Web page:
It went on and on, up and down the block, screaming, bouncing off cars. I stopped looking for evidence of her phone, there was no phone. Eventually she stayed in a straight line and moved uptown. Unconsciously we all took three steps in her direction, keeping her in sight for just a little longer. Her screams grew fainter, “WHY DON’T YOU JUST GO?” had been her mantra for a while now. Sobbing, “Why don’t you just GO?” the fight was leaving her. “WHY don’t you just go?” her voice was almost gone now. Begging, pleading. Really wanting an answer.
What happened to her? When she’d gone, I started thinking about this news story that due to my special fear, had scared the crap out of me several years ago. It was about two men, a father and son, who had gone SCUBA diving in one of the Lochs in Scotland. They had some experience but were not really up to the task of a pitch black dive. Just a few yards down, they were unable to see their dials. Thinking they were level they actually began to sink steadily. Imagine it; you think you’re ten yards down enjoying yourself but actually you’re forty yards now seventy-five yards below the surface of a frigid loch. You might feel a bit out of it at one hundred yards down. Something nagging at the back of your mind, like a phone call you were supposed to make. But you’re enjoying a quiet reverie and sometimes you just have to let these things go. You’re back in that great place you used to go to with friends, it was always sunny in the garden area and you laughed so hard the beer came out of your nose .. Wait, have you noticed a certain pressure? And which way is up by the way? Do you then just slip away peacefully to that sunny, summer beer garden with smiling friends or is there a moment of sudden panic & realization? Does a little light come up on your dial? “While You Were Away.. you passed the point of no return”. Do you then start to thrash and beat uselessly for the surface far, far above? Are you incensed? Thoroughly pissed that your life disappeared like a full monthly Metro Card simply misplaced somewhere? One minute you were treating yourself to that Prada bag you’d had your eye on for a while and next thing you find yourself strapped to a gurney in Bellevue. We’re not really built for this modern life are we? We may see many more of these snappings & thrashings in the dark days to come. That’s why I never go shopping.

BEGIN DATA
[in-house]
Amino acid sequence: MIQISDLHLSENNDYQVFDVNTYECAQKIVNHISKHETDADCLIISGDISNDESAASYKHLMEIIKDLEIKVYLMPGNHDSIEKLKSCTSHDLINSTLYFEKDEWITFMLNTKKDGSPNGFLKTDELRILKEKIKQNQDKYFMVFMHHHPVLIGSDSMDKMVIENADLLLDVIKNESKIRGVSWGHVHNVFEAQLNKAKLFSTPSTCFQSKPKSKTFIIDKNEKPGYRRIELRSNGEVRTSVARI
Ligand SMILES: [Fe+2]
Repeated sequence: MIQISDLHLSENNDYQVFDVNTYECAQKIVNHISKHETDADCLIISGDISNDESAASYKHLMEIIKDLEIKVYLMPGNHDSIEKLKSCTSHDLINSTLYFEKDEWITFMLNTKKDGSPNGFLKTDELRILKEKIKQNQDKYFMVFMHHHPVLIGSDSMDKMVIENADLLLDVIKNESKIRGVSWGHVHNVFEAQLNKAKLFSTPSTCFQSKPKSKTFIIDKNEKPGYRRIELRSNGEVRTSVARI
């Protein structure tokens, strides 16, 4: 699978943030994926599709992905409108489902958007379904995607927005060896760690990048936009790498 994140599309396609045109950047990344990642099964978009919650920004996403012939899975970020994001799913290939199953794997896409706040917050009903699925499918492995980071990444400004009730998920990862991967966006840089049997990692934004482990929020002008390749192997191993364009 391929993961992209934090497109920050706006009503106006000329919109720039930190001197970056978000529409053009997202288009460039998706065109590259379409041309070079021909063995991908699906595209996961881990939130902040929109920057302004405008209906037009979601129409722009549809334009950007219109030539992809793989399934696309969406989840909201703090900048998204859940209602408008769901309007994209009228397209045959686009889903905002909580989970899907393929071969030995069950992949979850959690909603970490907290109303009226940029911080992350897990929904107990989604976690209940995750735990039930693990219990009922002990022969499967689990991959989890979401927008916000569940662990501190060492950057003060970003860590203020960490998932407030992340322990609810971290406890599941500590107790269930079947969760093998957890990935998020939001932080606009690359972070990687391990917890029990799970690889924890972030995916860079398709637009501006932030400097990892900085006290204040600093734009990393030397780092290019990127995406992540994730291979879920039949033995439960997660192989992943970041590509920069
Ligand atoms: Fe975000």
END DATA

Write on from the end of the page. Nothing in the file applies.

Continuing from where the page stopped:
But you know what? Now that I come to think of it, she must have been on the phone. Maybe she just needed to blow a fuse, get it off her chest. It could have been building for weeks I’ll bet. She’ll be fine. They say Yoga does wonders.